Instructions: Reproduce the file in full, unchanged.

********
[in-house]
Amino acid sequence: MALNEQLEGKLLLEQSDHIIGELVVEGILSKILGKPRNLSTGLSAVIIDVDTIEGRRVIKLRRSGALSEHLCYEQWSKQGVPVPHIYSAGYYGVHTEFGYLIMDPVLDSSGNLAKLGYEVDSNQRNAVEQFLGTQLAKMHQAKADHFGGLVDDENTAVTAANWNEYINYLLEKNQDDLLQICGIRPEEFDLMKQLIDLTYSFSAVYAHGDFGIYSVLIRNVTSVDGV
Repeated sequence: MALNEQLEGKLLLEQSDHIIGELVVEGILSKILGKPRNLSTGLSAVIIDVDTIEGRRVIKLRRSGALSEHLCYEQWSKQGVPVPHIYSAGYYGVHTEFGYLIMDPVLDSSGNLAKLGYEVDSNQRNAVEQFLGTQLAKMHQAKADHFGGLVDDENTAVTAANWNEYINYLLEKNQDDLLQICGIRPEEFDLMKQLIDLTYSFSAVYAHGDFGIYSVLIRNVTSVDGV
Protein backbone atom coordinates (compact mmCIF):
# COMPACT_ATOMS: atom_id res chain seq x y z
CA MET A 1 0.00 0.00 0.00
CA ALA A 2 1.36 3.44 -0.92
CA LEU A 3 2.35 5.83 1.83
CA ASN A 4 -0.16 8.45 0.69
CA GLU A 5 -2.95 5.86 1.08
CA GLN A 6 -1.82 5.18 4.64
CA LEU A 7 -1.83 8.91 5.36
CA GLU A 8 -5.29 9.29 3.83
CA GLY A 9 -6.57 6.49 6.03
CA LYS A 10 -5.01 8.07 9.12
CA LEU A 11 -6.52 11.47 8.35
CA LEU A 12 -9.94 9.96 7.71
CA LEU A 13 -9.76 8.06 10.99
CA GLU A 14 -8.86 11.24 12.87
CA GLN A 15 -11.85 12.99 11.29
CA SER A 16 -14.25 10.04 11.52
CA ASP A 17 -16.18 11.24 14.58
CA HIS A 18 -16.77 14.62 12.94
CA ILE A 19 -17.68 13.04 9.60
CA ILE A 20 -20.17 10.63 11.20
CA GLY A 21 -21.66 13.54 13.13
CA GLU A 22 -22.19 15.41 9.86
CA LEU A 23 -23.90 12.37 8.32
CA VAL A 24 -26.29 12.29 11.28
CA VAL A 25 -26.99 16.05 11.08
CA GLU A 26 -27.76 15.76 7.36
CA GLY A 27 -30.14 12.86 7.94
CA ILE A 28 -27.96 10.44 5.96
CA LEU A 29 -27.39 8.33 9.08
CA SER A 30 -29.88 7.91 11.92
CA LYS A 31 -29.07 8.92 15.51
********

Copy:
[in-house]
Amino acid sequence: MALNEQLEGKLLLEQSDHIIGELVVEGILSKILGKPRNLSTGLSAVIIDVDTIEGRRVIKLRRSGALSEHLCYEQWSKQGVPVPHIYSAGYYGVHTEFGYLIMDPVLDSSGNLAKLGYEVDSNQRNAVEQFLGTQLAKMHQAKADHFGGLVDDENTAVTAANWNEYINYLLEKNQDDLLQICGIRPEEFDLMKQLIDLTYSFSAVYAHGDFGIYSVLIRNVTSVDGV
Repeated sequence: MALNEQLEGKLLLEQSDHIIGELVVEGILSKILGKPRNLSTGLSAVIIDVDTIEGRRVIKLRRSGALSEHLCYEQWSKQGVPVPHIYSAGYYGVHTEFGYLIMDPVLDSSGNLAKLGYEVDSNQRNAVEQFLGTQLAKMHQAKADHFGGLVDDENTAVTAANWNEYINYLLEKNQDDLLQICGIRPEEFDLMKQLIDLTYSFSAVYAHGDFGIYSVLIRNVTSVDGV
Protein backbone atom coordinates (compact mmCIF):
# COMPACT_ATOMS: atom_id res chain seq x y z
CA MET A 1 0.00 0.00 0.00
CA ALA A 2 1.36 3.44 -0.92
CA LEU A 3 2.35 5.83 1.83
CA ASN A 4 -0.16 8.45 0.69
CA GLU A 5 -2.95 5.86 1.08
CA GLN A 6 -1.82 5.18 4.64
CA LEU A 7 -1.83 8.91 5.36
CA GLU A 8 -5.29 9.29 3.83
CA GLY A 9 -6.57 6.49 6.03
CA LYS A 10 -5.01 8.07 9.12
CA LEU A 11 -6.52 11.47 8.35
CA LEU A 12 -9.94 9.96 7.71
CA LEU A 13 -9.76 8.06 10.99
CA GLU A 14 -8.86 11.24 12.87
CA GLN A 15 -11.85 12.99 11.29
CA SER A 16 -14.25 10.04 11.52
CA ASP A 17 -16.18 11.24 14.58
CA HIS A 18 -16.77 14.62 12.94
CA ILE A 19 -17.68 13.04 9.60
CA ILE A 20 -20.17 10.63 11.20
CA GLY A 21 -21.66 13.54 13.13
CA GLU A 22 -22.19 15.41 9.86
CA LEU A 23 -23.90 12.37 8.32
CA VAL A 24 -26.29 12.29 11.28
CA VAL A 25 -26.99 16.05 11.08
CA GLU A 26 -27.76 15.76 7.36
CA GLY A 27 -30.14 12.86 7.94
CA ILE A 28 -27.96 10.44 5.96
CA LEU A 29 -27.39 8.33 9.08
CA SER A 30 -29.88 7.91 11.92
CA LYS A 31 -29.07 8.92 15.51